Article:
Mushrooms found on a trail a couple of years ago on French Creek in the Snowy Range
Preparations continue for leaving on sabbatical. Last week, I tackled the office, tossing away about a half of dumpster of dusty old files, papers, and things that left me wondering, "Why did I want to save this?" Some of it was left by the previous occupants of my office. The place is so neat and tidy, I can almost envision working there again. I've started in on getting the house similarly straightened up so that Father Tom will have some space for his things and will be able to make himself at home while I am out of Laramie. With each load to the trash, I am thinking about what a great object lesson this is, taking my hint from Jesus' admonition to his disciples when he sent them out telling them to "take nothing for their journey, except a staff; no bread, no bag, no money in their belts; but to wear sandals and not to put on two tunics." (Mark 6:10) Traveling light is my hope for my sabbatical travels and learning to sit more lightly about possessions in general in my dream for the future.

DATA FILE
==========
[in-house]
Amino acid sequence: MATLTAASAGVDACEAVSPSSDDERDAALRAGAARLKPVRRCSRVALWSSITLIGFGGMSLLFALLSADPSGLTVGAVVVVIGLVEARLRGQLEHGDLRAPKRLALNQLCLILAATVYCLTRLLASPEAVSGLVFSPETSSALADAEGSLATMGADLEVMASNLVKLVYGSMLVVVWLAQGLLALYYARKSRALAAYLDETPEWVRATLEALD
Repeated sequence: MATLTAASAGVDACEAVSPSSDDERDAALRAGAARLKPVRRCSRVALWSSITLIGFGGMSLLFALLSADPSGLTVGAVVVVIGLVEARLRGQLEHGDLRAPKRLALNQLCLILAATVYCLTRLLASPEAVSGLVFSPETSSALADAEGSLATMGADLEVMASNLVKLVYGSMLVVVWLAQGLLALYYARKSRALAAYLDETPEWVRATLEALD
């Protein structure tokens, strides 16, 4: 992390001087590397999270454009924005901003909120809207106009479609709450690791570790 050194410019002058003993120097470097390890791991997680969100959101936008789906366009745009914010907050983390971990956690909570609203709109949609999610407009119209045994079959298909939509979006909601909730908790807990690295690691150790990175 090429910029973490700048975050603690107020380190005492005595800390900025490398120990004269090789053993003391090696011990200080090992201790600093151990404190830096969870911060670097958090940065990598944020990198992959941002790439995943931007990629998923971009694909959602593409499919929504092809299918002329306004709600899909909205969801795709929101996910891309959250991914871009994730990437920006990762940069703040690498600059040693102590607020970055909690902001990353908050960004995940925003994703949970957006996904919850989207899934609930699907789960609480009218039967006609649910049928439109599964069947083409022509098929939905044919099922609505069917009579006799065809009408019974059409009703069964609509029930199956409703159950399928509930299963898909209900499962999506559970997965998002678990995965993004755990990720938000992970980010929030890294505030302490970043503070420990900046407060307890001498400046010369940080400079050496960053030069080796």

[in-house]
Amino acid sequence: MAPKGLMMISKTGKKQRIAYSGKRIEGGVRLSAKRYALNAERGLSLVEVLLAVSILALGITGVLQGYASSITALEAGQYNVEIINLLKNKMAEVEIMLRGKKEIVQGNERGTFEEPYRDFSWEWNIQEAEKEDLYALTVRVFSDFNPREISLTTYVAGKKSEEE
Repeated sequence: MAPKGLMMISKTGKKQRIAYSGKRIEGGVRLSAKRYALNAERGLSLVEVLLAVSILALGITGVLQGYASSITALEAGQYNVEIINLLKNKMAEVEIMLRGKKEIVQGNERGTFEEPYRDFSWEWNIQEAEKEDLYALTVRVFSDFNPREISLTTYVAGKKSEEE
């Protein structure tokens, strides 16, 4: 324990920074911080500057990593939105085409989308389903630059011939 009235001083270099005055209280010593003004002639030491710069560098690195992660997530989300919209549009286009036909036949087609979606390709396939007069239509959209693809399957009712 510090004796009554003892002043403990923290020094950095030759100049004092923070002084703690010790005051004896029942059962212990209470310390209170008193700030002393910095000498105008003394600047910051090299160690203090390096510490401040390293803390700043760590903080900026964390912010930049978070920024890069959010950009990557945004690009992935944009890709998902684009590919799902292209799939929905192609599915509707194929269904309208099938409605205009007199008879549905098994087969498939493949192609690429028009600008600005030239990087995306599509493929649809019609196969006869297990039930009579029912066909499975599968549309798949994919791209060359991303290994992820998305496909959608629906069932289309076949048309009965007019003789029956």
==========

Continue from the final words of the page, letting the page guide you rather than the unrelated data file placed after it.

The nearly completed itinerary for the travel portion of my time away arrived by e-mail yesterday. It will take me to more places than I'd originally anticipated and to an extra cooking school. Spain, France (the unexpected place), Italy and Greece! I am feeling a good bit of tension, excitement at the prospects and anxious with the "stuff" that needs to be done before feeling like I am leaving well.
In the last two days I drove about 500 miles round trip for the last of the Episcopal Search and Transition Committee meetings I will attend for a while. It is a great pleasure working with the diverse and talented folks on both committees. Our work, while often confidential in nature, is marked with respect for varied opinions, delight with others' gifts and ideas. We try to keep a focus that God already has called our next bishop and our task is to discern who that individual is as we work through the process. Driving across Wyoming at this time of year--the nip of fall is definitely in the air; it frosted in some parts of town last night; and the hay fields are mowed and bailed. The corn is a few weeks away from harvest. It is another sign for me of God's abundant provision this year as we've had good rains and good hay. Some creeks are still running which are normally dry by now.